A book by Malika Oufkir< read all 1 reviews
Deprivation was a fact of life. They lacked everything from adequate food, books, health care, and even human contact. One sibling suffered from anorexia. Another sibling suffered from epileptic fits. It was Malika who took care of everyone who got sick. The youngest of 7 siblings was deprived of everything being only 3 years old when imprisoned. The family even experienced solitary confinement for long periods of time.
I was amazed at how well Malika and her oldest brother Raouf educated their younger siblings early in their incarceration material was taken away She taught her young siblings how to read and write in French, Arabic and English. Brother Raouf helped with math and geography. They entertained themselves by making up stories and putting on shows for one another. They made toys for the little ones of wood and cardboard. They used Tide detergent to wash themselves with.
The Oufkir family escaped from jail and such poor conditions in 1987 after 15 years. They were to be imprisoned again in a nice house but still surrounded by guards for more 5 years. I learned from reading this book that true freedom does not always mean a change in surroundings. True freedom happens when people are free to choose how they want to live their lives. This is an excellent read.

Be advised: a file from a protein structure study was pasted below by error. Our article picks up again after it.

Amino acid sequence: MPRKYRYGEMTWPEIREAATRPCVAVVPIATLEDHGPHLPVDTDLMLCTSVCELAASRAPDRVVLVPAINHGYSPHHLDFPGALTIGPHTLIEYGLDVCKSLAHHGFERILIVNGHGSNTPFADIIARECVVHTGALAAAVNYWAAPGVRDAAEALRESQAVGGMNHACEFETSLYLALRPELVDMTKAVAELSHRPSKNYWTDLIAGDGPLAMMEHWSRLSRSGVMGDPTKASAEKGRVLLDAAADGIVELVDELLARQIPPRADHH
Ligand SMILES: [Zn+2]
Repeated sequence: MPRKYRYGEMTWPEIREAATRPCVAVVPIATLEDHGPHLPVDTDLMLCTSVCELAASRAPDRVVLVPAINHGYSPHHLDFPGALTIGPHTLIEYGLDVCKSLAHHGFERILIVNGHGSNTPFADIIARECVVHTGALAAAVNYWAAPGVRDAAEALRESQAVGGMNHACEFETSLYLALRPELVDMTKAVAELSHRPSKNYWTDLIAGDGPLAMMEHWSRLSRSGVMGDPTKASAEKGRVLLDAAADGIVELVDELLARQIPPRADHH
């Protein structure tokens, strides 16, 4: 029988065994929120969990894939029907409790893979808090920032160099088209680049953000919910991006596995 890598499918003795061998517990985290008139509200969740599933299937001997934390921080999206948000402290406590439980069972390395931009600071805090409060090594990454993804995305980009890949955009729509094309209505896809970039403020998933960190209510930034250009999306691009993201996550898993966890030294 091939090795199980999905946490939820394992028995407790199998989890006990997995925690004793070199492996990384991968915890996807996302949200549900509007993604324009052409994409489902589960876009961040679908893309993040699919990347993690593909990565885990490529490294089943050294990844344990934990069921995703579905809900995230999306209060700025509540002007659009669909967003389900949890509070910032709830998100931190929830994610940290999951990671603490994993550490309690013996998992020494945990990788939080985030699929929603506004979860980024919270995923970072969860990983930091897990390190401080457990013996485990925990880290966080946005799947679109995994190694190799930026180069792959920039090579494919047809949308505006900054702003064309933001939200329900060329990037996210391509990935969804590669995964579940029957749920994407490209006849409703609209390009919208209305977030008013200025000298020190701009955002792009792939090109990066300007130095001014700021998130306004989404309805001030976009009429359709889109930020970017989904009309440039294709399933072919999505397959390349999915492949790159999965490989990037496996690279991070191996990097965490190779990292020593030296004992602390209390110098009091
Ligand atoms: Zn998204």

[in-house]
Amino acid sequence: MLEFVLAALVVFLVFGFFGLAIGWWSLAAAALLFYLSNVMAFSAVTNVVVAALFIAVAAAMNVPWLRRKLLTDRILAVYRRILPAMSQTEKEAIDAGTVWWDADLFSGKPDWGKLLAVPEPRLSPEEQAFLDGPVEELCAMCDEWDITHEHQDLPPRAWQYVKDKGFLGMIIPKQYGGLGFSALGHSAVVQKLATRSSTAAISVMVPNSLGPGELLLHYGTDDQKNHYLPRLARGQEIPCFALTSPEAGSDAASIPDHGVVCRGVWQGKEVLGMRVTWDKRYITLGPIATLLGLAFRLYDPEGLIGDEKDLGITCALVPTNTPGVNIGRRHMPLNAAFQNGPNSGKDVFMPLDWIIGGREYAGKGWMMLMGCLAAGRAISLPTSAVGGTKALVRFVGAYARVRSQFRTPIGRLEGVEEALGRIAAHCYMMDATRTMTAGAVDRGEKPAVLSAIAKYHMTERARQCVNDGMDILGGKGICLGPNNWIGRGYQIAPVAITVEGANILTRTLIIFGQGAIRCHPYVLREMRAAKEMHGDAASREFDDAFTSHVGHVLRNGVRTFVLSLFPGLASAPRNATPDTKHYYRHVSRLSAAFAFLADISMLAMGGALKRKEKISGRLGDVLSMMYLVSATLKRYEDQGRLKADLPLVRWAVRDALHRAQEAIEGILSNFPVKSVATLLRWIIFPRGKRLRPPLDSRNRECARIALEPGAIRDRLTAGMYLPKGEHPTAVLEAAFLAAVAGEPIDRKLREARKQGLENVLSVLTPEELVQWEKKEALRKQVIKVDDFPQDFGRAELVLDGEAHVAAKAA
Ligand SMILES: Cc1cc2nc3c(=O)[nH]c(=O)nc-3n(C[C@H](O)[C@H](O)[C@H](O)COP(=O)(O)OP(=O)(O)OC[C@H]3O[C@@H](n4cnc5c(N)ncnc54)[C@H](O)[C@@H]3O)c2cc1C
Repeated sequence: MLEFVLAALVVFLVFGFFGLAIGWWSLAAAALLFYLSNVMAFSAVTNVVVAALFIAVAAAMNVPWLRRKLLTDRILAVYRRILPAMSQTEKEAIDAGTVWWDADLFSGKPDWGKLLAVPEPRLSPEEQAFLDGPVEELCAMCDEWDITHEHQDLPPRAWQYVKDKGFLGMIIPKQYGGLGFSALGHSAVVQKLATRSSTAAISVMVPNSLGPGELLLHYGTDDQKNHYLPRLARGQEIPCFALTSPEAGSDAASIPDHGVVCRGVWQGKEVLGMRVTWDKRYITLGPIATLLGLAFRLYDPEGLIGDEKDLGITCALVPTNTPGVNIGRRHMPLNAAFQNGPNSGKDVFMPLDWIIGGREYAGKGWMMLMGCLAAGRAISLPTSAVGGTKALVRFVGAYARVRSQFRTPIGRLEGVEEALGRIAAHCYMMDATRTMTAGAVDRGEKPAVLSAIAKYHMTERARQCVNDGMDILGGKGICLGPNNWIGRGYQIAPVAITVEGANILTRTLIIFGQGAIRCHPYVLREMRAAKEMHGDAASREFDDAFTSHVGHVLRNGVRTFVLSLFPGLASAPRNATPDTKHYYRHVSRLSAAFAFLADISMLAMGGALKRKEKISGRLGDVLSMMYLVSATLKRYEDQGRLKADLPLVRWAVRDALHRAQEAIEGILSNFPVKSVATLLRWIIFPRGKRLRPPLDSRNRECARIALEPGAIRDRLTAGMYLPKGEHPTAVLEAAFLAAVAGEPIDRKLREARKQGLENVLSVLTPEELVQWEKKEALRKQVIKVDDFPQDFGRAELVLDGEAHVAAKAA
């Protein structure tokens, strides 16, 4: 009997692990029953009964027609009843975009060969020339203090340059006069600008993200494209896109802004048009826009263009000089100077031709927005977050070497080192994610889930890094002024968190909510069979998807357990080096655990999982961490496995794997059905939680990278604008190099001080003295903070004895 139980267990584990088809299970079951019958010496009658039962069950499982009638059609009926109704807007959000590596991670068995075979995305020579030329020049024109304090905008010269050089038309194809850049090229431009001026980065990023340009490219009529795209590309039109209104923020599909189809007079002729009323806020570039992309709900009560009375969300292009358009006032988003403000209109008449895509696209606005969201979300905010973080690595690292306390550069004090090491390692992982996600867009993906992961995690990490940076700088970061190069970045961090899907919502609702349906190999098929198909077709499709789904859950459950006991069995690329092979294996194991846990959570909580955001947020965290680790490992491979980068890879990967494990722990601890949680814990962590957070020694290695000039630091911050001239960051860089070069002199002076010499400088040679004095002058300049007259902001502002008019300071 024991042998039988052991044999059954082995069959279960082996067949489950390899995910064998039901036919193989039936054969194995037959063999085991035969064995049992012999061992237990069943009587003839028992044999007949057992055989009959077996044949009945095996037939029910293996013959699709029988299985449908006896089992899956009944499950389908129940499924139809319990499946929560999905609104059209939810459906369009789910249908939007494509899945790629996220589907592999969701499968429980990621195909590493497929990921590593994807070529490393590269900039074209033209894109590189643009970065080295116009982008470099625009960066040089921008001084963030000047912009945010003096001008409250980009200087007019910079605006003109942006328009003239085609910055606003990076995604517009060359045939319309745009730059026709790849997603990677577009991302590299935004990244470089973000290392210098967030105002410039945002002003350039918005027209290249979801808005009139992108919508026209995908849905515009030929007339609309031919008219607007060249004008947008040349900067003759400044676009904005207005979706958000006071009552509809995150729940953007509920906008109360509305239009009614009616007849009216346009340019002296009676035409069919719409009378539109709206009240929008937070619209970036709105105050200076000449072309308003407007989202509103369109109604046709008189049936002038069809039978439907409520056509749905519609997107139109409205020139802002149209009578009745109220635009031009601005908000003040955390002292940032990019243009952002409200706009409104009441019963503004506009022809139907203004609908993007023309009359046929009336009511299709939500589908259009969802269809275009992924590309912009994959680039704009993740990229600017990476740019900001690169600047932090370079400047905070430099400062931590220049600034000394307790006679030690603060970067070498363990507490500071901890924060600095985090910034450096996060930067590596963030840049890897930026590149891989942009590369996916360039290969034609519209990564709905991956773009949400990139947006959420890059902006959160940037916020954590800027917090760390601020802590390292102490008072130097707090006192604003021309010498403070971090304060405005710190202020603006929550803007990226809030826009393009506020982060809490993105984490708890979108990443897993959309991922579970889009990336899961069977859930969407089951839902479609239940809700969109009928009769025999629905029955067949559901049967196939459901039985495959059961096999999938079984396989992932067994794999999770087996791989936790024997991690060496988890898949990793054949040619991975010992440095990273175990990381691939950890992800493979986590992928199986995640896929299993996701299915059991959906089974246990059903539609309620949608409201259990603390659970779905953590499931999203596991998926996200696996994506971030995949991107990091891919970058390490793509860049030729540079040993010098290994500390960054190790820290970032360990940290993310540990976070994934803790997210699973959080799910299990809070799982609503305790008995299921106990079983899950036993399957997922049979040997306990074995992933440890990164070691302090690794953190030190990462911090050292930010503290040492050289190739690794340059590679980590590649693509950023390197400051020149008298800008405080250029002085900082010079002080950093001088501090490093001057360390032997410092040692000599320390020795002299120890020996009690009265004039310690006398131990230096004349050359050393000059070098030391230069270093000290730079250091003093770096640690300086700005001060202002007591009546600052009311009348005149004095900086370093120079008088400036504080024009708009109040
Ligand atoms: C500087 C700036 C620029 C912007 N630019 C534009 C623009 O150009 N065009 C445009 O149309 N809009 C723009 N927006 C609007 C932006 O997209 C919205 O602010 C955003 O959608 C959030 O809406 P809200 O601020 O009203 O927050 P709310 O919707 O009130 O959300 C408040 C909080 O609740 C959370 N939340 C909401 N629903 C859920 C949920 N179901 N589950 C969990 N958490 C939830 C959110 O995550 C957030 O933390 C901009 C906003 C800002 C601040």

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They were first held in an abandoned fort, where they ate moderately well and were allowed to keep some of their fine clothing and books. Conditions steadily deteriorated, and the family was eventually transferred to a remote desert prison, where they suffered a decade of solitary confinement, torture, starvation, and the complete absence of sunlight. Oufkir's horrifying descriptions of the conditions are mesmerizing, particularly when contrasted with her earlier life in the royal court, and many graphic images will long haunt readers. Finally, teetering on the edge of madness and aware that they had been left to die, Oufkir and her siblings managed to tunnel out using their bare hands and teaspoons, only to be caught days later. Her account of their final flight to freedom makes for breathtaking reading. Stolen Lives is a ...